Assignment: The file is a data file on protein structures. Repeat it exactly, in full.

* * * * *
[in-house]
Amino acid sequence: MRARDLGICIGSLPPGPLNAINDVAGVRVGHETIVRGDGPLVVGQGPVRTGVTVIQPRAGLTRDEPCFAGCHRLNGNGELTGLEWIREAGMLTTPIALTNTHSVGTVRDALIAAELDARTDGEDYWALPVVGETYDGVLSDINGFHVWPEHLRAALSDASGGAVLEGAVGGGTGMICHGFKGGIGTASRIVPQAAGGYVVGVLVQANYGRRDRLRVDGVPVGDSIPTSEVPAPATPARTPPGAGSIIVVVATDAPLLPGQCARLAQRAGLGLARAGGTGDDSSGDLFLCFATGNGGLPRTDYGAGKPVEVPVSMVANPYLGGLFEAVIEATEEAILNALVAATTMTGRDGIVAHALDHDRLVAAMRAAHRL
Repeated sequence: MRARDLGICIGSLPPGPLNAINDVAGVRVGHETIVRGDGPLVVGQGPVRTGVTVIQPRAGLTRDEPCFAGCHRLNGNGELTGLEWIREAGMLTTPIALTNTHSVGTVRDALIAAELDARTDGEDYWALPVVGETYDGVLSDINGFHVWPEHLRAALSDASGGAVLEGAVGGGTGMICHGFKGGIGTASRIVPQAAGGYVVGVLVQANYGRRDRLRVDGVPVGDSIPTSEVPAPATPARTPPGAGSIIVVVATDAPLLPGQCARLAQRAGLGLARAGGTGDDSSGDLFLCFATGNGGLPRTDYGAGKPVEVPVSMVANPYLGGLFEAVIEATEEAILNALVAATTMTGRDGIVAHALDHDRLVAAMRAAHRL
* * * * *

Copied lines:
[in-house]
Amino acid sequence: MRARDLGICIGSLPPGPLNAINDVAGVRVGHETIVRGDGPLVVGQGPVRTGVTVIQPRAGLTRDEPCFAGCHRLNGNGELTGLEWIREAGMLTTPIALTNTHSVGTVRDALIAAELDARTDGEDYWALPVVGETYDGVLSDINGFHVWPEHLRAALSDASGGAVLEGAVGGGTGMICHGFKGGIGTASRIVPQAAGGYVVGVLVQANYGRRDRLRVDGVPVGDSIPTSEVPAPATPARTPPGAGSIIVVVATDAPLLPGQCARLAQRAGLGLARAGGTGDDSSGDLFLCFATGNGGLPRTDYGAGKPVEVPVSMVANPYLGGLFEAVIEATEEAILNALVAATTMTGRDGIVAHALDHDRLVAAMRAAHRL
Repeated sequence: MRARDLGICIGSLPPGPLNAINDVAGVRVGHETIVRGDGPLVVGQGPVRTGVTVIQPRAGLTRDEPCFAGCHRLNGNGELTGLEWIREAGMLTTPIALTNTHSVGTVRDALIAAELDARTDGEDYWALPVVGETYDGVLSDINGFHVWPEHLRAALSDASGGAVLEGAVGGGTGMICHGFKGGIGTASRIVPQAAGGYVVGVLVQANYGRRDRLRVDGVPVGDSIPTSEVPAPATPARTPPGAGSIIVVVATDAPLLPGQCARLAQRAGLGLARAGGTGDDSSGDLFLCFATGNGGLPRTDYGAGKPVEVPVSMVANPYLGGLFEAVIEATEEAILNALVAATTMTGRDGIVAHALDHDRLVAAMRAAHRL